10. rock consolidation?

    Hello everybody! I have a fossil in a matrix and I want to keep and not to clean free. Does anybody know what to spray on a limestone matrix to consolidate it? Thanks!
  11. Petrified wood burl??

    I did polish it, so that's why its shinny. Here is another close-up
  12. Something aquatic

    It looks way too irregular (in my mind) to be coral which tends to be much more geometrically patterned. The coral skeleton produced by a coral polyp is called a corallite and is in the shape of a cup called a calyx surrounded by a wall called a theca. Within the calyx are usually several blades (septa) radiating out from the center and many corallites have a central "protruding core" called a columella ("small column"). Unless this is very highly eroded I'm not seeing signs of it being coral. @caldigger requested a close-up of the broken end and I too am curious to see this piece in cross-section as it would give a good idea to its structure that cannot be seen face on. Corals grow by laying down microscopic amounts of calcium carbonate daily and slowly build their platforms upward leaving linear tracks behind them that are very obvious in cross-section. Cheers. -Ken
  13. Snyder TX - Bi-valve

    Thank you everyone. This was a great opportunity for me to learn and I appreciate your patience.
  14. JOP New small-bodied ornithopods (Dinosauria, Neornithischia) from the Early Cretaceous Wonthaggi Formation (Strzelecki Group) of the Australian-Antarctic rift system, with revision of Qantassaurus intrepidus Rich and Vickers-Rich, 1999 Matthew C. Herne, Jay P. Nair,Alistair R. Evans ; Alan M. Tait Journal of Paleontology (2019) 93 (3): 543–584. NB:5,7 MB NB extra: this links to the page,but,hey...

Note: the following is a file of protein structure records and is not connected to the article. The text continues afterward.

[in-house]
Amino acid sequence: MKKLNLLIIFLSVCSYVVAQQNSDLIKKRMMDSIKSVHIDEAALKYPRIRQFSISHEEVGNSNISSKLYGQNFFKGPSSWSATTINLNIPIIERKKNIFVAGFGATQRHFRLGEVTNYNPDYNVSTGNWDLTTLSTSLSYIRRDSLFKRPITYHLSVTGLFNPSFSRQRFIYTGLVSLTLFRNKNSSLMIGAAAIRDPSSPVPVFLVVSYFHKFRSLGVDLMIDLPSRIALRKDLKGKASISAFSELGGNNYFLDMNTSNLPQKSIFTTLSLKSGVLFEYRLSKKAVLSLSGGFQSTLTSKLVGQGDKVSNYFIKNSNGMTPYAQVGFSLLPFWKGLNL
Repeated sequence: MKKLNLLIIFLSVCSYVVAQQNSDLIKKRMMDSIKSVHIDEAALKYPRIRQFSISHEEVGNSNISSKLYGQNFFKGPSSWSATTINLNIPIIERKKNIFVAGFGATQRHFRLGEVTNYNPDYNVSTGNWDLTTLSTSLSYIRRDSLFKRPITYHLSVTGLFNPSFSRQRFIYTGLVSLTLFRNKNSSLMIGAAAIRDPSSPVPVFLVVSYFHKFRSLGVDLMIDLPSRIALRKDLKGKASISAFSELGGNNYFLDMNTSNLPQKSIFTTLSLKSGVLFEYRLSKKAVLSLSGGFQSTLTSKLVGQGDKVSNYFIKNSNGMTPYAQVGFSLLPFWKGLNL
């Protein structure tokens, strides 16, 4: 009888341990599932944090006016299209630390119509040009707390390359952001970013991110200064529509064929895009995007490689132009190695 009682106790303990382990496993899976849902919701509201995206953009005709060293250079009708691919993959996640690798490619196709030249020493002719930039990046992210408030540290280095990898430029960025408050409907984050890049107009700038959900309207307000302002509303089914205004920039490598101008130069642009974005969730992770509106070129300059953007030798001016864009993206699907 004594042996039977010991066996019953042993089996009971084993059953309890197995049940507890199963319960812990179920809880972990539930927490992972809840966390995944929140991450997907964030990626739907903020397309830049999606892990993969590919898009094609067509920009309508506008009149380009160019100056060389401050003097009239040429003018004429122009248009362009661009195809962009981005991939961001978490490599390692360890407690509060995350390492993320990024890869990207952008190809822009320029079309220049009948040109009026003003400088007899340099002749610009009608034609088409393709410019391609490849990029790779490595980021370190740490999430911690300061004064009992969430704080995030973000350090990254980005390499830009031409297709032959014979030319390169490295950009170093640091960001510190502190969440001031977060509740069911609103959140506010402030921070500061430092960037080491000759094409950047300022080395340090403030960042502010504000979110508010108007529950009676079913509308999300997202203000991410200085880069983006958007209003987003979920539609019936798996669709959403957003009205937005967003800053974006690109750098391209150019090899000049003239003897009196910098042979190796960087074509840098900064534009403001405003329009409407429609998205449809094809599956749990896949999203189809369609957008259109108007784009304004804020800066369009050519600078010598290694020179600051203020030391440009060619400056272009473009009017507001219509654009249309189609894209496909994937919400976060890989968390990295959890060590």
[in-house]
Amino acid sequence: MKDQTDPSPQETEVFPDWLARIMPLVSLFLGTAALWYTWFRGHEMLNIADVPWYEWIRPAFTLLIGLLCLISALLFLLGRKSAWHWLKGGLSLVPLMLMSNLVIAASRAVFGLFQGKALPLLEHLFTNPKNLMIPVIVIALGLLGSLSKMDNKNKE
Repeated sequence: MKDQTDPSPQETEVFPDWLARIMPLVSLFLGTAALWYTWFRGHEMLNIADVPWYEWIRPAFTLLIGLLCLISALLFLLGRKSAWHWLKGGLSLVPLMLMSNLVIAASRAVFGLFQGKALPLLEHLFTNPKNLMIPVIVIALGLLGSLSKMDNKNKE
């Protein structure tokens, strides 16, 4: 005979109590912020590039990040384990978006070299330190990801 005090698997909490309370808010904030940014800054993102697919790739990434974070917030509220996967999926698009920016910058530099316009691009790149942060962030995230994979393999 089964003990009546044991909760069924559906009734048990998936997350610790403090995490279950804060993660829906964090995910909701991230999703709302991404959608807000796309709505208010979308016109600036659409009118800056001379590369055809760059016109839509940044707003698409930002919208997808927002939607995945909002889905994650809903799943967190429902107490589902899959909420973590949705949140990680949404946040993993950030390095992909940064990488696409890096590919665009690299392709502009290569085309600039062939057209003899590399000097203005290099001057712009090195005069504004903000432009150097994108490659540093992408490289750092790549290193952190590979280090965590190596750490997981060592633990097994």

15. Snyder TX - Bi-valve

    After looking at Quadrula specimens after @ClearLake and @JohnJ mentioned that genus, that definitely does seem to fit pretty well. I'm also afraid that the shell is probably recent (geologically speaking). I had never heard of this genus before though, and that hinge is nuts! Very cool, thanks for indirectly teaching me something new guys However, to answer @Spoons's suggestion of Macoma, I can see why you said that as the overall shape is quite similar, but the hinge is clearly inconsistent. For reference, here are some Macoma balthica specimens (that I collected on the Zandmotor, Netherlands; these are from the Eem Formation, Eemian, late Pleistocene ~120'000 years old) where their hinge is clearly visible: The top-right one has a very well-preserved hinge, and if you compare it to the hinge of the OP specimen, you can see that they're very different. This one has a very thin hinge with two small teeth, while the specimen in OP has a really 'fat' hinge, that includes a 'spoon' with 4 teeth, a tooth on either side of the spoon, and a long lateral tooth running down its right side. The hinge area is always a really important factor when identifying different bivalves from each other, as it is usually quite distinctive. Hinge set aside, there are 2 other differences between the two genera: the little bumps on the Quadrula never appear on Macoma (except maybe if it has some kind of pathology, but I've never seen it), and the nacre of the shell: Macoma are never nacreous. While this may seem tedious, all of these differences are actually more important than you think, because as a consequence, the two species are more distantly related than we humans are to dolphins (different Orders) according to the Linnean classification. Anyways, I hope that this explanation will help you in future bivalve identifications
  16. Cretaceous echinoid from Dalby, denmark

    Do you know which formation it came from then? Thanks for he info sorry it was sold to me as cretaceous
  17. CP or Dnsons ARO